It is important to note that God buried Moses at an unknown location, in a valley (wadi) below Mt. Nebo. (Based on the "valley opposite Beth Peor", it is likely the valley still known as Wadi Ayun Musa, or the Valley of Moses' Spring. This valley has nothing to do with the Moses' Spring located in the Sinai). The Israelites had spent many generations in Egypt, the country that elevated worship of rulers and colossal monuments to an art form and way of life (i.e. consider Giza, Saqqara and Memphis). With out a doubt, God knew that this people, who had quickly fallen into Egyptian style idolatry at Mount Sinai, would likely do the same regarding Moses following his death. Imagine, for a moment, the burial shrine or monument the people would have erected and the veneration and pilgrimages that would have ensued had the location been known.

Artwork at top of Nebo

Modern structure covering ruins of ancient churches

Another closer view of the new over the old

In 2009 the new structure over the ancient ruins was completely removed (and closed to the public)

Closer view of the uncovered ruins (2009)

By the fourth century, hermits and monks were perpetuating a fraud, claiming (regardless of Scriptures) that they knew the location of Moses' burial - the site of the church atop Nebo.

In Byzantine times, however, the tomb was pointed out to pilgrims. Noteworthy among those pilgrims was Etheria (or Egeria), an abbess, and Peter the Iberian, a bishop. Egeria visited this region toward the end of the 4th cent. A.D. The hermits of 'Ayun Musa conducted her to a small church on the top of Mt. Nebo. Near the pulpit of the church a monument, which was a little higher than the pulpit, attracted her attention. When she asked what that monument was, she was told that it was the tomb of Moses. When she protested that according to the Bible no one knew where that tomb was, she was told that the hermits had this information from their forebears. Outside the church the hermits pointed out all the places that were visible from there. Peter the Iberian visited Mt. Nebo twice in the 5th cent. A.D. He and his companions were informed that the large church that they saw stood over the cave in which Moses was buried. This fact had been revealed to a shepherd from the nearby town of Nebo. He reported his vision to his fellow citizens, who believed the story and on that account erected the church there. Around the church the pilgrims saw extensive monastic buildings. These remained in use until about the 8th cent., when they were abandoned and fell into ruins. (Article on Mount Nebo, International Standard Bible Encyclopedia, revised edition, Copyright © 1979 by Wm. B. Eerdmans Publishing Co. All rights reserved.) [This Encyclopedia also has a good write up of the many archaeological finds, including Mosaics, uncovered at this site.]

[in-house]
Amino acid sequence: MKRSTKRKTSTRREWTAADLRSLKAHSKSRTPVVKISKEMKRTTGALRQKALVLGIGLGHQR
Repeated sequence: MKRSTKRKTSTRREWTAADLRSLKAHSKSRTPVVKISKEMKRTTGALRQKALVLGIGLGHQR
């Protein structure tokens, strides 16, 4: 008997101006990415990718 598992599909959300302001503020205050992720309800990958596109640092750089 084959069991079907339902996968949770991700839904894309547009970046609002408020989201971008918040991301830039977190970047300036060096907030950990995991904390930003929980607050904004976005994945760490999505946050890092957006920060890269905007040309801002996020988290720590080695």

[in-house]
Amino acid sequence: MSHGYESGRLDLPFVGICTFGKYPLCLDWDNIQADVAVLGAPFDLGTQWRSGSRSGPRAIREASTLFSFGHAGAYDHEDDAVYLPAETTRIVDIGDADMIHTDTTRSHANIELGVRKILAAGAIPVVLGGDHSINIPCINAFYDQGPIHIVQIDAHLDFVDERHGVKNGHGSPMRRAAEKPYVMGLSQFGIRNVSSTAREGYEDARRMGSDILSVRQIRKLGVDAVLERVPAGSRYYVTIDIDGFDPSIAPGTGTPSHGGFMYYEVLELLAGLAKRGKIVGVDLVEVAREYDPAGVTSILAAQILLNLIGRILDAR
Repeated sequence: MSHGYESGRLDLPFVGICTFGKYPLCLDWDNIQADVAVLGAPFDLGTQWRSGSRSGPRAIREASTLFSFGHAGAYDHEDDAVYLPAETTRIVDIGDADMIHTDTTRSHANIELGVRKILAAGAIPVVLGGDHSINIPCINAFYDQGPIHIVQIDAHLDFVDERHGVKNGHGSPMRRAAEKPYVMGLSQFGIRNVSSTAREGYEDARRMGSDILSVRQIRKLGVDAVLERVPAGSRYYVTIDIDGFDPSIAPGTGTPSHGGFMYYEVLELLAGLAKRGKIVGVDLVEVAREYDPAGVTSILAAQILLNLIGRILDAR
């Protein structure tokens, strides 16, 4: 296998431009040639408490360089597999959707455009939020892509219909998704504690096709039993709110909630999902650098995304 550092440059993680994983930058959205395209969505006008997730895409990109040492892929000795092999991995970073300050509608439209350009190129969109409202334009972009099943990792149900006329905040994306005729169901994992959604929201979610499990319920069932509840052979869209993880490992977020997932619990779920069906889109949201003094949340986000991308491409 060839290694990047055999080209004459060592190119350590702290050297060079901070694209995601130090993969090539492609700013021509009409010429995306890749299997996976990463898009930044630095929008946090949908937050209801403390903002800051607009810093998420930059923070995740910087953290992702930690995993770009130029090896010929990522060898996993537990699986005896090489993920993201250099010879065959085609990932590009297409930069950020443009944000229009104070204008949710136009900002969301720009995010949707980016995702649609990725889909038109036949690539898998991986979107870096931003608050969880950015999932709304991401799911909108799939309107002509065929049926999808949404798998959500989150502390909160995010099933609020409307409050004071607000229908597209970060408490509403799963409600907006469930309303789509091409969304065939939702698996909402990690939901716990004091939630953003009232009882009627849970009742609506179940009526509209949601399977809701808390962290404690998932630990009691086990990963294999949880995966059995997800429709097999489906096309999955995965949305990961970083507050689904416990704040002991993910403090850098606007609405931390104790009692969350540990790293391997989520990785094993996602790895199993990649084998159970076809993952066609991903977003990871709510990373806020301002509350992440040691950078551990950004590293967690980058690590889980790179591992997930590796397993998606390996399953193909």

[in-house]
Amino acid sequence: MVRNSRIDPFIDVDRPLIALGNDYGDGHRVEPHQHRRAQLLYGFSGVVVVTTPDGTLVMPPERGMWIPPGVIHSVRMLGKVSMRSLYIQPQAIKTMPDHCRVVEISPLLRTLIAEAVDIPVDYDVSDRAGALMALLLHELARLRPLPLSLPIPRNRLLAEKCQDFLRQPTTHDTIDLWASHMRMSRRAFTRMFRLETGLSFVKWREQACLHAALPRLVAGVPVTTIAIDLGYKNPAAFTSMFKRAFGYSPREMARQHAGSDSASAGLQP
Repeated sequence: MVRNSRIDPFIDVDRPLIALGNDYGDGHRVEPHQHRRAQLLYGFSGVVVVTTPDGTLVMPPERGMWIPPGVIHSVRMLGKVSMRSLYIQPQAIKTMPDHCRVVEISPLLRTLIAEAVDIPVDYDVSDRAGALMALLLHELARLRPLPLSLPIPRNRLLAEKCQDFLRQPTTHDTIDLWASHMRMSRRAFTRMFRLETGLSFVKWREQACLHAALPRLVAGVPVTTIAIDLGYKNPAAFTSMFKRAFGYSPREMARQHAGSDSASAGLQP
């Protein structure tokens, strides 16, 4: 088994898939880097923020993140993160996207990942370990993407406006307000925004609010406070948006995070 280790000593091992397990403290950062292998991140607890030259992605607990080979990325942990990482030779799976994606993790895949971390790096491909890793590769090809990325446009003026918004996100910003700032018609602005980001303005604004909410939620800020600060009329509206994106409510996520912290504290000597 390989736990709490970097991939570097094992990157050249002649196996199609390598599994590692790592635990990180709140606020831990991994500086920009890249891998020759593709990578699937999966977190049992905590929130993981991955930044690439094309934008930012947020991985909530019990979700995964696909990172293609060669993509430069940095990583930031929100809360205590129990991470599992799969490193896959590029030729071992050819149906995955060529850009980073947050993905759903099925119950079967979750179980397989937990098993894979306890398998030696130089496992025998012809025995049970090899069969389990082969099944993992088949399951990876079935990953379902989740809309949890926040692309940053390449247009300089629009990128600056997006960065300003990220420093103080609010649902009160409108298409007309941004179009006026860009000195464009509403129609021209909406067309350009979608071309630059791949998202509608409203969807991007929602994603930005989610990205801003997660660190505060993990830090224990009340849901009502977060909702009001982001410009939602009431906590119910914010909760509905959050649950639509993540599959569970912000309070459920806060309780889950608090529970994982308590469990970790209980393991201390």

Mount Nebo, from the time of the Exodus, was also associated with a town called Nebo.

Numbers 32:1-5 The Reubenites and Gadites, who had very large herds and flocks, saw that the lands of Jazer and Gilead were suitable for livestock. 2 So they came to Moses and Eleazar the priest and to the leaders of the community, and said, 3 "Ataroth, Dibon, Jazer, Nimrah, Heshbon, Elealeh, Sebam, Nebo and Beon - 4 the land the Lord subdued before the people of Israel - are suitable for livestock, and your servants have livestock. 5 If we have found favor in your eyes," they said, "let this land be given to your servants as our possession. Do not make us cross the Jordan." (NIV) [Also Numbers 32:34-38, 33:47; 1 Chronicles 5:8]